#157: CDU/SPD, New Years in court, Oder report
Who's this Ernst Thälmann guy?
Hey 20 Percent!
A former boss of mine once said journalists are the first historians because we write the first take on history. Granted, he was a Boomer and prone to Boomer narcissm but it at least explains why us journalists get so excited when something historic happens — like the center-left SPD losing the Berlin mayor slot after nearly 22 years.
Both the conservative CDU and the SPD Thursday agreed to enter talks to form Berlin’s next government — as predicted by this newsletter. Since the CDU got more votes in February’s Re-election©, they’ll be the senior partner and get to anoint their big cheese, Kai Wegner, as our next mayor. The only other CDU mayor of a post-Wall Berlin was Eberhard Diepgen, who resigned in 2001 amid a banking scandal that left then-struggling Berlin deeply indebted.
The new coalition, which Germans love to call a “Grand Coalition” because it has Germany’s two traditionally largest parties, would end the six-year reign of a three-way coalition between the SPD, the leftist Die Linke and the environmental Die Grüne. The trio had enough votes to continue their work but the SPD now says it hated working with Die Grüne, who just got in the way. Die Grüne are surprised by the accusations and Berlin media seem to have all but forgotten Die Linke.
Current mayor Franziska Giffey (SPD) will supposedly become a Super Senator of traffic and urban development. That’s important because it likely means an almost immediate end to car-free Friedrichstraße and the death of the Deutsche Wohnen Enteignen initiative, which would have forced major corporate landlords to sell all of their portfolios above 3,000 Berlin apartments to the city-state.
Giffey always hated it and the CDU, well, there’s not words to describe their disdain for it. SPD members still have to approve the coalition. If the coalition happens, it will also affect the SPD-led national government because it will give the CDU an even larger blocking vote in Germany’s upper house of parliament, the Bundesrat, which is made up of the leaders of this country’s 16 states.
A Grand Coalition governing Berlin isn’t new — we had one from 1991 to 2001 and then again from 2011 to 2016. However, they were usually led by the SPD, not the CDU.
But enough geeking out about Berlin politics. Have a nice weekend y’all!
The 20 Percent coalition remains strong with just two parties and you can support our work on Patreon or by buying one of our shiny mugs (and also by visiting today’s sponsor, ostrom.de).
What the CDU wants
So what is the CDU going to do as senior partner? The CDU wants Berlin police officers to use bodycams and for the city-state to continue offering a €29 monthly ticket for AB, according to the Tagesspiegel. It also wants to reinstitute the last year of daycare as Vorschule, or preschool, where kids begin getting used to the school regimen — it was done away with over a decade ago because kids were arriving at school with different levels of preparedness, making the first year of school more difficult. The party says it also wants to continue transitioning to more environmentally friendly traffic, but including — rather than de-emphasizing — the car (😢). The party also made a nod to the Deutsche Wohnen & Co. Enteignen initiative, saying it had to take the concerns of renters seriously and would introduce a rent register to increase transparency. Also, it’s promising to modernize Berlin bureaucracy.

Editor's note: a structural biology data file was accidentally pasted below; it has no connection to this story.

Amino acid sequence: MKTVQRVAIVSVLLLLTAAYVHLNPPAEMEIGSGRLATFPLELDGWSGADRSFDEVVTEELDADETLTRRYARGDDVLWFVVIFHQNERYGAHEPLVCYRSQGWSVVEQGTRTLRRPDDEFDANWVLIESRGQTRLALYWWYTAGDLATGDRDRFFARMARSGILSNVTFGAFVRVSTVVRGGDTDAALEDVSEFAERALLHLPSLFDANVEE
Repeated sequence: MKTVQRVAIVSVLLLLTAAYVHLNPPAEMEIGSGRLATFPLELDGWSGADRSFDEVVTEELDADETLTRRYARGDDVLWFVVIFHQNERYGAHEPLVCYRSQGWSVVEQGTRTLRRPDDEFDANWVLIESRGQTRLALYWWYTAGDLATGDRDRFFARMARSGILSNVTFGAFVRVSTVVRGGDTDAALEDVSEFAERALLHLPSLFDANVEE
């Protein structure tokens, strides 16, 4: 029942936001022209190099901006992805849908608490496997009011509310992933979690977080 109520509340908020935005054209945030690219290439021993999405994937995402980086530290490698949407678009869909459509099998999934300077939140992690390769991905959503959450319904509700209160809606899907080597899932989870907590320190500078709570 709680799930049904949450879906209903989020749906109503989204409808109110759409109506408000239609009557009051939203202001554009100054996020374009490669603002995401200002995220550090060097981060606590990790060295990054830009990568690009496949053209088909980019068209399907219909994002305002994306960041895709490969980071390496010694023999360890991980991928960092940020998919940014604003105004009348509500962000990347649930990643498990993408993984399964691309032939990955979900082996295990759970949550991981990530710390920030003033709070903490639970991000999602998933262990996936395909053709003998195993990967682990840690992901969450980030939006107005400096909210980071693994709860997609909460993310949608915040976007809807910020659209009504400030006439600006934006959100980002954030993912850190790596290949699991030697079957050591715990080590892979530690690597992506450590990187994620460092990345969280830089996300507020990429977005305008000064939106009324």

The New Years that won’t end
The first two cases of New Years Eve violence have finally reached the courts, according to RBB24, with both a 16- and a 22-year old accused of attacking police in Prenzlauer Berg and Gesundbrunnen, respectively. About another 130 cases are still being reviewed, either by prosecutors or police. Cops actually expect a total of 150 charges to be lodged from the chaos, which included launching fireworks at emergency vehicles and the arson of at least one bus. The violence sparked a debate about racism when members of Berlin’s CDU asked for the first names of the suspects to determine their ethnicity and, well, that’s pretty much the definition of racism. Since I happened to be at the intersection as the 16-year-old was arrested, I can attest to the fact that he looked — and behaved — like someone who would be the son of a Berlin CDU member.
What killed the fish in the Oder?
A massive fish die-off last summer caused by a concentration of salt in the Oder River east of Berlin (basically the border with Poland) was caused by coal miners near the Polish city of Katowice, Tagesschau reported citing a Greenpeace study. The extra salt led to an algae bloom that killed off most of the fish and other aquatic life in the river, which empties into the Baltic Sea. Scientists discovered that the amount of salt in the river was much lower before tributaries that drain the mines spilled into the Oder. Mines on both sides of the border are a large water source as groundwater is pumped out alongside the extraction of coal and other minerals.
Former German Communist leader and World War I veteran Ernst Thälmann was arrested on this day in 1933 after Adolf Hitler ascended to the top of the German government. Thälmann was imprisoned for 11 years until he was shot in 1944 in the Buchenwald concentration camp. He is remembered in Berlin by the towering statue in the Prenzlauer Berg park named after him.
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Appreciate the shoutout to His Ernstness. I love walking past that big awkward monument. Together with the housing estate visible in the background, it all feels extremely 1988.